However, if you complete the bet, instead of limping, your initial pot odds are greatly reduced. If you complete, and the other three players call, you have contributed $1, while the others contributed $4.85. The pot is now paying about 5 to 1, while the possibility of making trips on Fourth Street remains 20 to 1. You need much greater implied pot odds to have an edge compared to the case of limping. And remember, rolled-trips is not a lock, the hand will be outdrawn at times.

This analysis assumes that you will fold on Fourth Street, if your hand does not improve to trips. Against a large field this will often be the case. Limping, followed by a quick fold in the case of no improvement, is a viable strategy in circumstances when aggression will not drive players out. You will almost always need to have strong cards against a large field of limpers, because, in most cases, at least one person will improve, and stay until the end.

(2) Holding the lowest hand. Low-cards, that are unsuited and unconnected, are generally weak starting cards in Stud-Eight. These cards usually compete for just one half of the pot, so the pot odds are greatly reduced in comparison to a hand that can scoop. However, if you are the lowest hand on the board, against a number of players who have limped-in with high cards, it can be worth limping to pick up a cheap Fourth Street card. In this case you are looking to pick up a low-draw, not to make a low-pair. If your low-draw is completely live, there are 20 unknown cards that can help  (the 9 other low cards will pair your hand). In an eight-handed game with seven other door cards, 42 cards remain unseen. You are looking at "coin-flip" chances of picking up a low-draw on Fourth Street--20 out of 42, or 47.6%. However, a low-draw is not yet a qualified low, so you will be investing money on the later streets before you know if the hand has any value. But on later streets, a low-hand against multiple highs, can be a profitable holding because it can freeroll and jam the high hands.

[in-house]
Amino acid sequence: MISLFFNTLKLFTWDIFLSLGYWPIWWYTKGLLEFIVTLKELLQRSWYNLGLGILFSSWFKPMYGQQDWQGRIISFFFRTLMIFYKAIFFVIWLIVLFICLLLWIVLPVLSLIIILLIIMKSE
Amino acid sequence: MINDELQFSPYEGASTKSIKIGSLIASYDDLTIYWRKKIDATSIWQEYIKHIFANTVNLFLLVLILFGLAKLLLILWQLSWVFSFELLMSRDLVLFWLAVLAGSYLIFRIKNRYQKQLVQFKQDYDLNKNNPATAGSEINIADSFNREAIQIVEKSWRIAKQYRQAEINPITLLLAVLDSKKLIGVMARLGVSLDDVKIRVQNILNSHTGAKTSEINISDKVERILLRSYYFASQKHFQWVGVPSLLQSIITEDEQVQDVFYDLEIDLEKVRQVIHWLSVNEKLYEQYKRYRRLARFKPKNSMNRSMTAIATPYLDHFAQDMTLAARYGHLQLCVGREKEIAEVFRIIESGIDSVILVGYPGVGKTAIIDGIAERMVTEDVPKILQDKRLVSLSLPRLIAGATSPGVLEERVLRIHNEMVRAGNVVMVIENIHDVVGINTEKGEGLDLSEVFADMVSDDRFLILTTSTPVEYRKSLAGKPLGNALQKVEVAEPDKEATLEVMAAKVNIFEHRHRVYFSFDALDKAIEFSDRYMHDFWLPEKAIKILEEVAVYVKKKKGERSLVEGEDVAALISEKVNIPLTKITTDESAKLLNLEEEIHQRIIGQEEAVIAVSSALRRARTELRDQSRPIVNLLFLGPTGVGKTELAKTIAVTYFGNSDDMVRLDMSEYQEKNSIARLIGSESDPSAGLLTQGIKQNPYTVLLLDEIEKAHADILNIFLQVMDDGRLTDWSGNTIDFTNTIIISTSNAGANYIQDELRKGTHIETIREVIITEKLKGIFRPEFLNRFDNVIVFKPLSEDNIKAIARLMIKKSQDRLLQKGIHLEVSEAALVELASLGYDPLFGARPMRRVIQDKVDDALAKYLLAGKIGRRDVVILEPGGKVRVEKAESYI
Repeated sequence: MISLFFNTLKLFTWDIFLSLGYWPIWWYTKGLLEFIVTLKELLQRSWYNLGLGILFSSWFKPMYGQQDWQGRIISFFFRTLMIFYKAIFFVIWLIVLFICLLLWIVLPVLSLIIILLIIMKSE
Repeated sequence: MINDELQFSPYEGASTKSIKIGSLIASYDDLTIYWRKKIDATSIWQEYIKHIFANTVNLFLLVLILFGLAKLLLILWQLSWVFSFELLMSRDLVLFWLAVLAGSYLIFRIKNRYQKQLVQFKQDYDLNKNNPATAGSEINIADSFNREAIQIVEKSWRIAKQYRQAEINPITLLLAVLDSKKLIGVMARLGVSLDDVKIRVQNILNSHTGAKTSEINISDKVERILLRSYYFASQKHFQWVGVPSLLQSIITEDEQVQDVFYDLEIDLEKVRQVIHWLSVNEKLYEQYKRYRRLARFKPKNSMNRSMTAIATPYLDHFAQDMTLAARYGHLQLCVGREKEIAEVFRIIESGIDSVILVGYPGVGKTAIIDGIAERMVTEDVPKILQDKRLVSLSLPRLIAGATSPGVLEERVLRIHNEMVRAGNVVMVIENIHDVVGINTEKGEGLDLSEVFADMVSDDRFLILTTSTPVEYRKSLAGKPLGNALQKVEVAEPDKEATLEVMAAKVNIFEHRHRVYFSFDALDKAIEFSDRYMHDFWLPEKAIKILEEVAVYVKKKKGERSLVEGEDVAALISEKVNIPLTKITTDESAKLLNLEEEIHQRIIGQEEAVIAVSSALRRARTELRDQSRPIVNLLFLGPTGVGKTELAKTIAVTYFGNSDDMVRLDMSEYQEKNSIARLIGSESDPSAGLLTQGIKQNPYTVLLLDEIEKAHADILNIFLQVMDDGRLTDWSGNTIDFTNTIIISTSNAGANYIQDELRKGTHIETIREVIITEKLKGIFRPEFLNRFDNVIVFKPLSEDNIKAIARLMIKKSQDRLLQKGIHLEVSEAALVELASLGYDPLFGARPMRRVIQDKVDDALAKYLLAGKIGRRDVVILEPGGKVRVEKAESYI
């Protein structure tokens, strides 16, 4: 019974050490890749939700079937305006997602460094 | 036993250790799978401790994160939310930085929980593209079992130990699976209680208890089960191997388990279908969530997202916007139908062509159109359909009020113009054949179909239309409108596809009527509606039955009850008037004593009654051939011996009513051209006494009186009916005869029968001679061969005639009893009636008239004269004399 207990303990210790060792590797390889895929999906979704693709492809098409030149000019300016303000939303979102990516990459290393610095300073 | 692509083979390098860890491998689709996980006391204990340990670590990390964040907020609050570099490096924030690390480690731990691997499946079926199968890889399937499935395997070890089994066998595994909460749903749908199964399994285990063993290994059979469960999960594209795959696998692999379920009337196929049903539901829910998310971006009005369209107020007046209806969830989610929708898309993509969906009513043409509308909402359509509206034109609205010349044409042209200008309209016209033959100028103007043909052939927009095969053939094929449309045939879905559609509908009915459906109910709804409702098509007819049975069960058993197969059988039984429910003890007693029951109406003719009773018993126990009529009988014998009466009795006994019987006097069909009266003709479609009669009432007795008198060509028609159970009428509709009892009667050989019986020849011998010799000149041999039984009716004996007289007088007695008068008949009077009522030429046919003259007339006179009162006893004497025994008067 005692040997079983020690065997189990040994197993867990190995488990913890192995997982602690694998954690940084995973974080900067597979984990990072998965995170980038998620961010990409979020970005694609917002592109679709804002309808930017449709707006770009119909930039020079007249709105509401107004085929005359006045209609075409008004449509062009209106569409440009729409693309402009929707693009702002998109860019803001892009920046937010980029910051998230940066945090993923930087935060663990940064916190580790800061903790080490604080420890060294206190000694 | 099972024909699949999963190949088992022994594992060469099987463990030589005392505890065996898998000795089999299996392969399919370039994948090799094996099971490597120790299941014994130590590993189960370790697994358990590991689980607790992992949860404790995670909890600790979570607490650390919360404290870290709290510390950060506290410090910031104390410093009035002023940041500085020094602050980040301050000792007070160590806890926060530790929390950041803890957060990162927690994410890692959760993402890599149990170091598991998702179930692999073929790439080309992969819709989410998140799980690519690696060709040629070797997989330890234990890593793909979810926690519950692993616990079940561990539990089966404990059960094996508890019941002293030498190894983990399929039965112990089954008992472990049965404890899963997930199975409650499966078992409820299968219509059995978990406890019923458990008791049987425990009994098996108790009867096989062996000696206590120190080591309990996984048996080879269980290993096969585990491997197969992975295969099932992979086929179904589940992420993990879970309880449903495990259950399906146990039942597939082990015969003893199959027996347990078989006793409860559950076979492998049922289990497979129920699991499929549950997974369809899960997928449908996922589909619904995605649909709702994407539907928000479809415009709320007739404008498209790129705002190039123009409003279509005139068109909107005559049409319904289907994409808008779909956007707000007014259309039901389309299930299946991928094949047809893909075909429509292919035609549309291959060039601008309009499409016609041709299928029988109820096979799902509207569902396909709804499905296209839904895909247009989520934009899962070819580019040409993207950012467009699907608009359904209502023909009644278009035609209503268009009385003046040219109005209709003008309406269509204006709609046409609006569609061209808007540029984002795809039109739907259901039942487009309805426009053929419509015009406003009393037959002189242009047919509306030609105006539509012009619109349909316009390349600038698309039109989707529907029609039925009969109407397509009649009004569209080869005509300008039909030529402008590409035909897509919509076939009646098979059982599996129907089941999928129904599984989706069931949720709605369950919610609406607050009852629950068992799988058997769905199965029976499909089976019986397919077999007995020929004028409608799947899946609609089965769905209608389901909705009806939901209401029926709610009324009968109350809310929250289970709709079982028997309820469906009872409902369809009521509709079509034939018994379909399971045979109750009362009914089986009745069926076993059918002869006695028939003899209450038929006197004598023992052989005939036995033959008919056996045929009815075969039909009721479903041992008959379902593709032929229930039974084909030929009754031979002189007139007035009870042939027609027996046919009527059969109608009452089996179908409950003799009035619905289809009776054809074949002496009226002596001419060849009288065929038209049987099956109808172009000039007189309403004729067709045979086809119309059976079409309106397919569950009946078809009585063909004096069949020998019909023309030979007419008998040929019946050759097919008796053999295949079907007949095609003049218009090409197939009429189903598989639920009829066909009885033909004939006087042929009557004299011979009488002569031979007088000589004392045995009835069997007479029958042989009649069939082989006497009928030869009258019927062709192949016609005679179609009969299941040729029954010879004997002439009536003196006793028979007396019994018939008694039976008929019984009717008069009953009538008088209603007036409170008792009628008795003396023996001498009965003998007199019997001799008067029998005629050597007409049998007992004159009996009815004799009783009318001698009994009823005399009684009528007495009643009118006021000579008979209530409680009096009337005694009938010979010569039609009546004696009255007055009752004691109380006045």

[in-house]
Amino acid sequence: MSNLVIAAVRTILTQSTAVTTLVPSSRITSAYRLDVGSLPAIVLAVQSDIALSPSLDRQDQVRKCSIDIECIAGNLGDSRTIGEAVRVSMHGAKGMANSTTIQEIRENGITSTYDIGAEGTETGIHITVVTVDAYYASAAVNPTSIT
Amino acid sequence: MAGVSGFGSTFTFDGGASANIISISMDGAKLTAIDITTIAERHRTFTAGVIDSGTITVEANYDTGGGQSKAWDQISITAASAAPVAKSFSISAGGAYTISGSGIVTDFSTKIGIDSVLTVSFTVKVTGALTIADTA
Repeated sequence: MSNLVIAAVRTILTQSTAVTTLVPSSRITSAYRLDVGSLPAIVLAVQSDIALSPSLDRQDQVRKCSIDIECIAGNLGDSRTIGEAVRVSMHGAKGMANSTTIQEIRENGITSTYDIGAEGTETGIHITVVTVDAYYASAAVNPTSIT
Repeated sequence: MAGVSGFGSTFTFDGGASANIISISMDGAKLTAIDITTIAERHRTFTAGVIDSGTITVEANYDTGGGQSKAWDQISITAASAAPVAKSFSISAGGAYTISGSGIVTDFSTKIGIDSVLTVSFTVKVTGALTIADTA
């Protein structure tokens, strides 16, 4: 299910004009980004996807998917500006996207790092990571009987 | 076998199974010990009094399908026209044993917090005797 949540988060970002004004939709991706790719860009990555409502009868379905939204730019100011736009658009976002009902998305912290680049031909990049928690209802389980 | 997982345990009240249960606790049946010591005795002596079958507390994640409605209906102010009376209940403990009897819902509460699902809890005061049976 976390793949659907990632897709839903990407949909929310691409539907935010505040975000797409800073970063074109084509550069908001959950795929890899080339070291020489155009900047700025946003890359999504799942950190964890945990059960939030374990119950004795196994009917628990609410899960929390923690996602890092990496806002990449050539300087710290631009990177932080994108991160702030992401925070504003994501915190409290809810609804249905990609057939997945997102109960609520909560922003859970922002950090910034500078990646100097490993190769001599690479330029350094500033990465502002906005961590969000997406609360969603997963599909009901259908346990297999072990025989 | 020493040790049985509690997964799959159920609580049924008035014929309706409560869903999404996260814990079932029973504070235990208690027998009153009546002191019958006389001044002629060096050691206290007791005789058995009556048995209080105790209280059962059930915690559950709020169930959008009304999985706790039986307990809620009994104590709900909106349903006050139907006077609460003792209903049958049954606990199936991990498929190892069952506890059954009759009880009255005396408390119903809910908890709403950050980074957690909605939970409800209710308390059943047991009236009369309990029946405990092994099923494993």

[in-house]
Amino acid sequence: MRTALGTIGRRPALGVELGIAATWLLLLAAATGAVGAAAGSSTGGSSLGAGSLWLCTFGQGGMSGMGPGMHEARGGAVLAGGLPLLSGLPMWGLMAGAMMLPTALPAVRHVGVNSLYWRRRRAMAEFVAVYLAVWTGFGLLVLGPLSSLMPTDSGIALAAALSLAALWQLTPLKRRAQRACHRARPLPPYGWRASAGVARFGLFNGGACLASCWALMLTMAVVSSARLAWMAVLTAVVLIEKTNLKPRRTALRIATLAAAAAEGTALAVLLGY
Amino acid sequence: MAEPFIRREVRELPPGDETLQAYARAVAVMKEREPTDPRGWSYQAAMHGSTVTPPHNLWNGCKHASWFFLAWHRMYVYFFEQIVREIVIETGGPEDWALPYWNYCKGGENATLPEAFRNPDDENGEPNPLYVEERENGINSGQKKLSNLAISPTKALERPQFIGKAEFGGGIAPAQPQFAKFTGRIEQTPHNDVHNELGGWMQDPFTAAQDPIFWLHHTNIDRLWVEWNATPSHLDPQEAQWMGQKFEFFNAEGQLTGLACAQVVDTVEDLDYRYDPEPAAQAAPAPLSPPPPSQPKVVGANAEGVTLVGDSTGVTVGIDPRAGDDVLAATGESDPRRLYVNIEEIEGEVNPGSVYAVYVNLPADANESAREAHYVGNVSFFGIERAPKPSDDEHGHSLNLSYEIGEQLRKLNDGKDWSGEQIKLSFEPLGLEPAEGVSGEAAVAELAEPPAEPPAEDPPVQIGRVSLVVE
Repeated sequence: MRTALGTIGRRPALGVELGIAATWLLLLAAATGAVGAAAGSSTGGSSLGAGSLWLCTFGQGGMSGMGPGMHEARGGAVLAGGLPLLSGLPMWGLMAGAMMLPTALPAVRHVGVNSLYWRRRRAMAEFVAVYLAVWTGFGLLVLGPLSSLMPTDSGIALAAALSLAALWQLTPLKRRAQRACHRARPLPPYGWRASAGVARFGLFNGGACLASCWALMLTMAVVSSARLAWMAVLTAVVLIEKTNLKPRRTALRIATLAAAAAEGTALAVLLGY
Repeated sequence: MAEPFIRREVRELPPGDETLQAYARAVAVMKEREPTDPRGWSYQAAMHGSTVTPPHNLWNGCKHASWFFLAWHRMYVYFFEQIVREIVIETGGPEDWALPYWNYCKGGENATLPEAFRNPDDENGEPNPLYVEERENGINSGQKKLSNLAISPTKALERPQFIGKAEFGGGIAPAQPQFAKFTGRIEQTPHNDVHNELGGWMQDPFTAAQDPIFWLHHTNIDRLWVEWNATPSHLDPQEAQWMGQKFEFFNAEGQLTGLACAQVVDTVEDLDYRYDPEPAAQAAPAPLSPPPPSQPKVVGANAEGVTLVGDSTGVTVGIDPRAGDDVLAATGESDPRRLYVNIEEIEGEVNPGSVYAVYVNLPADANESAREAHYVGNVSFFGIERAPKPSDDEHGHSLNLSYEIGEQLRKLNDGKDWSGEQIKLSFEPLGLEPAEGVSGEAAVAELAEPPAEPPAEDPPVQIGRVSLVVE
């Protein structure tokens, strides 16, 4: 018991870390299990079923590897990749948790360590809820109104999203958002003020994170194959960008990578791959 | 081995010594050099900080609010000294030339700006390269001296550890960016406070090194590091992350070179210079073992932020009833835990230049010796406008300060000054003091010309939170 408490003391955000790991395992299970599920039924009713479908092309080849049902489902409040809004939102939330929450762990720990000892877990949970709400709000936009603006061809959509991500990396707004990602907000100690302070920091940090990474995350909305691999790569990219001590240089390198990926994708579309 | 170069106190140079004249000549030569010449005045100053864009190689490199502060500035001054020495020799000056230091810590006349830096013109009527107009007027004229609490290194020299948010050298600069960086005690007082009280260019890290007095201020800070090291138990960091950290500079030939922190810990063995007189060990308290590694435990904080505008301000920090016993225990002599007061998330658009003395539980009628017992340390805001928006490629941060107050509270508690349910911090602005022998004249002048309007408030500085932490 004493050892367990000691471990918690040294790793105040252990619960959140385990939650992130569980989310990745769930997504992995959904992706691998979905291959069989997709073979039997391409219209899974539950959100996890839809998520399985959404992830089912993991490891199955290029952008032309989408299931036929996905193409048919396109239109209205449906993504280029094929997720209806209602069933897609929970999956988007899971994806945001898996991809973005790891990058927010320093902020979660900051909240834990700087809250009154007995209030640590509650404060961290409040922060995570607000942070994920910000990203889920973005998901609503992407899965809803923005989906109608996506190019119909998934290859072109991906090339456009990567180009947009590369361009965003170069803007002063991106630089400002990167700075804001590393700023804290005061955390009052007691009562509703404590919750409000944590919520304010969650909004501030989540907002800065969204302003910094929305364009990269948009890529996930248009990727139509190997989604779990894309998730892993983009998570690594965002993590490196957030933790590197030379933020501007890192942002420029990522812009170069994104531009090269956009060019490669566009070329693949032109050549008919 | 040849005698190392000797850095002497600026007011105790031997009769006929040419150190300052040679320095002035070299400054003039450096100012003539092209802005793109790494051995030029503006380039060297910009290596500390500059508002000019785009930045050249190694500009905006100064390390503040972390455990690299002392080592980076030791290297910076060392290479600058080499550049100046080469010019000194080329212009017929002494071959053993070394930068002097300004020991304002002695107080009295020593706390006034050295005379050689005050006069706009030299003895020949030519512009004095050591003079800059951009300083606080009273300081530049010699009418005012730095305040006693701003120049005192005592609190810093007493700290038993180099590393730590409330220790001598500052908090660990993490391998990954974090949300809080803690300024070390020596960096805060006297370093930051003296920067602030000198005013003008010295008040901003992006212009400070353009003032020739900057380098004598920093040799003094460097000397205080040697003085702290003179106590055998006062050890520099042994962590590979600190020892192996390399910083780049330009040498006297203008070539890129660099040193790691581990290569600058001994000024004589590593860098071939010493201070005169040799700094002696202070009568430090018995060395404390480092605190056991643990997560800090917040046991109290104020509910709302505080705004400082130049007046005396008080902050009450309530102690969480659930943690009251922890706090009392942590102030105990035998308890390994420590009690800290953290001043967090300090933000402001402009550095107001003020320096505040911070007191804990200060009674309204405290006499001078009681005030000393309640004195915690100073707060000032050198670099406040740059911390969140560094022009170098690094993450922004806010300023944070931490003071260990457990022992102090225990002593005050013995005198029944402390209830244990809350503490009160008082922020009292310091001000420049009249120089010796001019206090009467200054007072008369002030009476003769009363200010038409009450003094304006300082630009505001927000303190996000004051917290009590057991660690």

However, limping with low-cards, after multiple players with low cards have also limped, is a questionable play. Even if your hand is the lowest of the lows on Third Street, the numbers of outs that you have to make a "viable" low-draw on Fourth Street is greatly reduced. By "viable," I mean a card that will allow your hand to remain the lowest on the board. Being second-best low is a dangerous position in Stud-Eight. Suppose you limp-in with a 6-high, such as 2, 3, 6. There are only 12 cards that can maintain a 6-high low-draw after Fourth Street (As, 4s, 5s). Even if none of those cards are on the board, chances are that some of the limpers with low door cards, have some of your outs for hole cards. The realistic chances of having a 6-high low-draw after Fourth Street are only about 25%.

In summary, I think there are some situations where late limping is a viable strategy. But, those situations are ones when a questionable holding after Third Street, has a small chance to improve to a powerful holding on Fourth Street. Because the improvement chance is small, the Fourth Street Card should be seen cheaply.